Kaamos by Solu & Wayang – Indonesian shadow theatre
I’ve always felt a bit uneasy with the term VJ, although the expression seems to have stuck and is the still the most commonly used term throughout the fraternity for one who provides visuals for an accompaniment to club music. The term was handed to us by MTV during the 80’s when music videos were increasingly used with loops of footage layered with abstract graphics and mixed in much the same way as the DJ mixes music. In fact a little Wikipedia search reveals that one Merrill Aldighieri coined the term. ‘Her method of performing as a video jockey consisted of improvising live clips using a video camera, projected film loops, and switching between 2 U-matic video decks’.
VJ is synonymous with DJ, implying the mixing of two or more sources, where often the material used is not the work of the VJ, but some found or bought video clips. The ‘anyone can be a VJ’ kind of mentality has been brought about by an increasing amount of software that can give you an After Effects kind of functionality to live footage. Unfortunately this kind of set up can all too often dispose of any kind of content and aesthetic, the medium in this case often being the FX one applies to the video itself.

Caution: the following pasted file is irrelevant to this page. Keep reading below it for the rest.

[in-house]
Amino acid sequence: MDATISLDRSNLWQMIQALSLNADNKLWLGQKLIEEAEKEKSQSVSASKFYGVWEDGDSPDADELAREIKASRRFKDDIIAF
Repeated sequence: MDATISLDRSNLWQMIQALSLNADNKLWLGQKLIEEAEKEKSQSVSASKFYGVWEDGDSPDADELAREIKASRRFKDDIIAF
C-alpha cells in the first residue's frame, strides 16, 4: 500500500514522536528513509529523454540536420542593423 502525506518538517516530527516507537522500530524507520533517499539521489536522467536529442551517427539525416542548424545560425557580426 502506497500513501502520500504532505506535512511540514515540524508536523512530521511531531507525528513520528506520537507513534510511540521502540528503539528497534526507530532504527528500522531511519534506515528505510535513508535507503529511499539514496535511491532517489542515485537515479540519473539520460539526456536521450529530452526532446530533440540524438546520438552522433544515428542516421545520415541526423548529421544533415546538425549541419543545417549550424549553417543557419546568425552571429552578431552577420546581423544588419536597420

Mia Makela aka Solu has written an interesting thesis that tackles some of these issue and more so argues for a ‘possible language of live cinema, and proposes the idea of narrative, grammar and vocabulary. Her arguments are strengthened by an expert knowledge of the history of ‘live cinema’. The thesis begins mentioning the projections of Indonesian shadow theatre and traces a trajectory via Colour/Visual Music (James Whitney for example), Expanded Cinema and computational authoring systems such as MAX/MSP.
‘Mia Makela (aka SOLU) is Finnish media+live cinema artist, teacher, investigator and cultural activist residing in Barcelona’. Her most recent projects (performances), referred to eloquently as poetic real-time audiovisual journeys, can be viewed here.
Of course another alternative (or counterpart) to live cinema becoming more prevalent in live settings is the use of real-time generative systems, often employing sound analysis, to create sound responsive atmospheres.